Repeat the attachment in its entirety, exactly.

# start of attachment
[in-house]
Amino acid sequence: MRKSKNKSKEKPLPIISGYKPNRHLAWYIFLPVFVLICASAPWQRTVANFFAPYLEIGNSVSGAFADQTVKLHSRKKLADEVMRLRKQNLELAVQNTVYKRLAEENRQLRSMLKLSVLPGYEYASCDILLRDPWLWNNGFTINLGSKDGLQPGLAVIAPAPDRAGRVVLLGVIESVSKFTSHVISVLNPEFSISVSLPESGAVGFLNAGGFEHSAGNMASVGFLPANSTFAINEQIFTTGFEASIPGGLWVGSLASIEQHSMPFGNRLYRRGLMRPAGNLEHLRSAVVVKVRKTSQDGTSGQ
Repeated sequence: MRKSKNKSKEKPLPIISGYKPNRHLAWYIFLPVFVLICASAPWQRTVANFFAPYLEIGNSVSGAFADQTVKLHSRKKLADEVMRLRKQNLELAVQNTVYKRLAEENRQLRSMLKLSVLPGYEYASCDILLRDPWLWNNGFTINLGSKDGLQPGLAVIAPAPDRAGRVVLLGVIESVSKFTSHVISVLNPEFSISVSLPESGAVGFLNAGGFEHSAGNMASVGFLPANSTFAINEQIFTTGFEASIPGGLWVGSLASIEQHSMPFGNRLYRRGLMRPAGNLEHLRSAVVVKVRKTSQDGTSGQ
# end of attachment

[in-house]
Amino acid sequence: MRKSKNKSKEKPLPIISGYKPNRHLAWYIFLPVFVLICASAPWQRTVANFFAPYLEIGNSVSGAFADQTVKLHSRKKLADEVMRLRKQNLELAVQNTVYKRLAEENRQLRSMLKLSVLPGYEYASCDILLRDPWLWNNGFTINLGSKDGLQPGLAVIAPAPDRAGRVVLLGVIESVSKFTSHVISVLNPEFSISVSLPESGAVGFLNAGGFEHSAGNMASVGFLPANSTFAINEQIFTTGFEASIPGGLWVGSLASIEQHSMPFGNRLYRRGLMRPAGNLEHLRSAVVVKVRKTSQDGTSGQ
Repeated sequence: MRKSKNKSKEKPLPIISGYKPNRHLAWYIFLPVFVLICASAPWQRTVANFFAPYLEIGNSVSGAFADQTVKLHSRKKLADEVMRLRKQNLELAVQNTVYKRLAEENRQLRSMLKLSVLPGYEYASCDILLRDPWLWNNGFTINLGSKDGLQPGLAVIAPAPDRAGRVVLLGVIESVSKFTSHVISVLNPEFSISVSLPESGAVGFLNAGGFEHSAGNMASVGFLPANSTFAINEQIFTTGFEASIPGGLWVGSLASIEQHSMPFGNRLYRRGLMRPAGNLEHLRSAVVVKVRKTSQDGTSGQ